Give media back to the people, Timms tells Labour Party conference attendees

Widespread broadband and digital communications capability gives citizens the opportunity to wrest control of mass communication...

Widespread broadband and digital communications capability gives citizens the opportunity to wrest control of mass communication away from the few publishers back to the people.

That was the message from newly appointed financial secretary to the treasury and former IT minister Stephen Timms, speaking at a Parliamentary IT Committee (Pitcom) meeting at the Labour Party conference.

In the 18th the pamphleteers and the social movements of the 19th century the media was in the hands of the masses, he said. "Government has a chance to correct the historical imbalance in how people use media."

"Even those at the bottom of the scale took part," he said. After the First World War the barriers to entering mass communications became too high for citizens to take part, he added.

"The future of communications lies in media production being in the hands of the many, not the few," he said, adding that digital TV, e-mail, and third-generation phones with its interactive capabilities will drive this new model.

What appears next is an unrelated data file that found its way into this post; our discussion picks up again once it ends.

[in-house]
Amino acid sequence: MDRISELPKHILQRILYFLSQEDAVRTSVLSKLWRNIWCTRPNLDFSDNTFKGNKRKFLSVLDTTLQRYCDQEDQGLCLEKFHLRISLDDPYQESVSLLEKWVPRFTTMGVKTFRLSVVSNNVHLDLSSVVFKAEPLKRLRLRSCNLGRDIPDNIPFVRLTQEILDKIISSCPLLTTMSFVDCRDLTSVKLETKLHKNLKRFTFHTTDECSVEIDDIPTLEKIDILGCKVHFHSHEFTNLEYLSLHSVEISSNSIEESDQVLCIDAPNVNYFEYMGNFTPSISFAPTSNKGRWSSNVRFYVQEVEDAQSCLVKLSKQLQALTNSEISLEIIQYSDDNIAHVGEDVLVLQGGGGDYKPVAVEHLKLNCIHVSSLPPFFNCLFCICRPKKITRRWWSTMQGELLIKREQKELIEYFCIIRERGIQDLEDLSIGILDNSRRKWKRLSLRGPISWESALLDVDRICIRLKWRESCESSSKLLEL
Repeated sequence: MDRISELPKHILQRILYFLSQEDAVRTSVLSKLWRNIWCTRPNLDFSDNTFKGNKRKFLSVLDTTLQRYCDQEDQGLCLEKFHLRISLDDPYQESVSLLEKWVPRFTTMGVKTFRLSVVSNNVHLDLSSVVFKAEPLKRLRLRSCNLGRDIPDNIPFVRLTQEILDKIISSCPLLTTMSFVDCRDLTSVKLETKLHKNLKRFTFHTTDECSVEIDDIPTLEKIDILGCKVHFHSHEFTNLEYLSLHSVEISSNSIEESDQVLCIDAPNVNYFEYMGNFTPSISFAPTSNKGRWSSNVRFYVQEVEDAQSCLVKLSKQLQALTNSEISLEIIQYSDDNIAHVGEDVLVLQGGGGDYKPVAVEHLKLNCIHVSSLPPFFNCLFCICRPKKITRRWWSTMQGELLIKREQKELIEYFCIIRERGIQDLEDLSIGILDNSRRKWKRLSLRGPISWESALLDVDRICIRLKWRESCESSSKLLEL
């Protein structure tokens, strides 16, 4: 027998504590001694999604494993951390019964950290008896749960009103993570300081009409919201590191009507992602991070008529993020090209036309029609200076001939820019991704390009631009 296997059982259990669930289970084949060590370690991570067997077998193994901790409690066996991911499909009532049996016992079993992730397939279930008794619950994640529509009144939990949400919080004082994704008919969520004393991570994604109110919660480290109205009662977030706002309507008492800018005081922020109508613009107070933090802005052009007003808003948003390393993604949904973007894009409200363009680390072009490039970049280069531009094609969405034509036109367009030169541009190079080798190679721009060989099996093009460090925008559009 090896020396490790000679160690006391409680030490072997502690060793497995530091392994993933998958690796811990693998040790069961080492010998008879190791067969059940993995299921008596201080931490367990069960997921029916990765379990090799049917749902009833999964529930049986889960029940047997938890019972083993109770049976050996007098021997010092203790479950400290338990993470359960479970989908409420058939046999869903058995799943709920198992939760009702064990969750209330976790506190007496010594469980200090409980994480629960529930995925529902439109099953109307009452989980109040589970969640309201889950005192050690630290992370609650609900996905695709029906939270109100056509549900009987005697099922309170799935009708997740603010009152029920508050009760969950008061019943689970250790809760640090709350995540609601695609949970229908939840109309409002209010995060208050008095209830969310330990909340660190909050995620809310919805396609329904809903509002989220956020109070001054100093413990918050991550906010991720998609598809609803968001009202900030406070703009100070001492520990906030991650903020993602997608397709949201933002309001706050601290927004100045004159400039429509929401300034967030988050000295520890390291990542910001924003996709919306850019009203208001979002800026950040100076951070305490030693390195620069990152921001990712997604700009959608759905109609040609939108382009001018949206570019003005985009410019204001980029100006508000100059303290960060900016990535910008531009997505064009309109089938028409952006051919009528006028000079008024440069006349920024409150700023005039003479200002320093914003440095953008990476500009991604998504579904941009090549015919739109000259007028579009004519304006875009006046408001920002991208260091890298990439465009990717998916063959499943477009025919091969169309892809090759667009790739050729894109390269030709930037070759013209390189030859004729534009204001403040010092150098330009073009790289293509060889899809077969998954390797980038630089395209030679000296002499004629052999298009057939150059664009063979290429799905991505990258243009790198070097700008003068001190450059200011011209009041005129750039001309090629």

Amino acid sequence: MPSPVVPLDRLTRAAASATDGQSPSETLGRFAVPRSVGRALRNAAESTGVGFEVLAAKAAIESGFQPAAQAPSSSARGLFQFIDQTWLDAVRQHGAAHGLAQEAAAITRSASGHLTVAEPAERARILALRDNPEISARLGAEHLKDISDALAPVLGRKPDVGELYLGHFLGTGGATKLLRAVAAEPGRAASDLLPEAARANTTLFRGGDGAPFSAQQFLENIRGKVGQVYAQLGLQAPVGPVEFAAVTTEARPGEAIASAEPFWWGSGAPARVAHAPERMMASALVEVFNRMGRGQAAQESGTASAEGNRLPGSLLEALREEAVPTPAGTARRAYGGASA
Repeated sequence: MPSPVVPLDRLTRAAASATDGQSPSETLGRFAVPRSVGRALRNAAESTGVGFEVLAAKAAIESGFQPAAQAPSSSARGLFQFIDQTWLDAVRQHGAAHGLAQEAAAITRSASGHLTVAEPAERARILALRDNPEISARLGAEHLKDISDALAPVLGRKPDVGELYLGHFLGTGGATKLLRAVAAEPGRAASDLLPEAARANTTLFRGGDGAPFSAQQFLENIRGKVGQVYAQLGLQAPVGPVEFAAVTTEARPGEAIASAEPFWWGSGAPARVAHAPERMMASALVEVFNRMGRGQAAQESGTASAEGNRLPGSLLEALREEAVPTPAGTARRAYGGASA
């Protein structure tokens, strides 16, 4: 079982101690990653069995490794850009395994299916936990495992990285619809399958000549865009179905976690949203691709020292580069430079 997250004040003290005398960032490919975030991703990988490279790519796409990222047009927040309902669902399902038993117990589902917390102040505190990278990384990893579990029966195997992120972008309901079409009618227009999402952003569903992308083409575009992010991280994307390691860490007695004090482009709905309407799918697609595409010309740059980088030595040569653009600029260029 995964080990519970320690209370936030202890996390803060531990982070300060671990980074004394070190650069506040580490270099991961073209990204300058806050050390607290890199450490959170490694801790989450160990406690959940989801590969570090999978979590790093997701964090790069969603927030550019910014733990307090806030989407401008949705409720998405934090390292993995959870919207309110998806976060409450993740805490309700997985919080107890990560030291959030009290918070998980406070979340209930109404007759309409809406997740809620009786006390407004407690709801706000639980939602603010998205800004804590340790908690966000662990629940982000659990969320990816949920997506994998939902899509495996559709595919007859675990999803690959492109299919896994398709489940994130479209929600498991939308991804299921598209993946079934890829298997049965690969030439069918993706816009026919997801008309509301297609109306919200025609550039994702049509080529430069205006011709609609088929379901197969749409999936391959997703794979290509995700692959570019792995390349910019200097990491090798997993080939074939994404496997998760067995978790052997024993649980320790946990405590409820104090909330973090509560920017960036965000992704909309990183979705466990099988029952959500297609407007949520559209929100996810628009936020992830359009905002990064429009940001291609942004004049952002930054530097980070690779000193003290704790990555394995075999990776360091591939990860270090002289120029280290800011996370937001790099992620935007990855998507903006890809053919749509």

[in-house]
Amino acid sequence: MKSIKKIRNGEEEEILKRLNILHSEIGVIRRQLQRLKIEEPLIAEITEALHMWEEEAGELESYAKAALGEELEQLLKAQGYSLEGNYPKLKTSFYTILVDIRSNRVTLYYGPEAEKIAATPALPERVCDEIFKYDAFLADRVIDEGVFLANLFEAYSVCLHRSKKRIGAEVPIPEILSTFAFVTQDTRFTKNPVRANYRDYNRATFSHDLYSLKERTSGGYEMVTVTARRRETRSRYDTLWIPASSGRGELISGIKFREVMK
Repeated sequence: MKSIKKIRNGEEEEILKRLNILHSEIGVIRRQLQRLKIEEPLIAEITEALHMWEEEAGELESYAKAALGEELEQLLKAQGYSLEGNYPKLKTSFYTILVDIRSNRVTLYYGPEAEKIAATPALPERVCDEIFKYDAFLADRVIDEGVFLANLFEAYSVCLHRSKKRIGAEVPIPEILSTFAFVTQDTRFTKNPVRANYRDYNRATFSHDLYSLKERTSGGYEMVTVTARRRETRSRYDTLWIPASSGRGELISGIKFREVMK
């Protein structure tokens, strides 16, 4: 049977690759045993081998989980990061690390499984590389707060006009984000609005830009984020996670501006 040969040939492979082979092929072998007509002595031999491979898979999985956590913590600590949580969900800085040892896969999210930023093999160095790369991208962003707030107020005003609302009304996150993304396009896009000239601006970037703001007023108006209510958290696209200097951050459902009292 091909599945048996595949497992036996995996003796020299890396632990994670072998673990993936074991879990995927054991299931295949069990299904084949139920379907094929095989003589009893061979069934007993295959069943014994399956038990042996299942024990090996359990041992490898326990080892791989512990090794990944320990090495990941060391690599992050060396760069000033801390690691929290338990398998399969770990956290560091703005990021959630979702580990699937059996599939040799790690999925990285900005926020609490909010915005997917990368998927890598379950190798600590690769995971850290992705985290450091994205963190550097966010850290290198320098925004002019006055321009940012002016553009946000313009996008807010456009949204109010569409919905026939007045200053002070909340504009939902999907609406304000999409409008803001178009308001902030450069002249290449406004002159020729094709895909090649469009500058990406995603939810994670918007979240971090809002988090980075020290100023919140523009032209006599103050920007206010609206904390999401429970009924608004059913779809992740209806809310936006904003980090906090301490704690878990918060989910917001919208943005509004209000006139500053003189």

"We've never been more confident as consumers, but feel less able to effect change," he said. "More people voted on Big Brother than voted in the general Election."

At the meeting, Timms outlined Labour's vision of the future of communications policy, spelling out three fundamental principles.

First, it wants to make competition work properly, not for its own sake, but for real benefit to all citizens. Second, government is concerned to protect the interests of the consumers and citizens, through, for example. the watchdog Ofcom. Finally, it aims to remove social exclusion to help those who want to use communications media but cannot.

At the meeting, Timms also affirmed his support for the Department of Trade and Industry.

"The DTI plays a key role," he said. "It is a mystery why the other parties are talking of evacuating it. The reality is that it plays a big role for government to bring about the change we need. It is a serious mistake for other parties to want to evacuate them."

Timms is succeeded as IT minister by Mike O'Brien, whose appointment was welcomed by chairman of Parliamentary/Industry group Eurim Brian White, also a Labour MP.

"If Stephen [Timms] had to go, having Mike O'Brien there fills me with confidence - it's good news. He's a competent minister who will move forwards."

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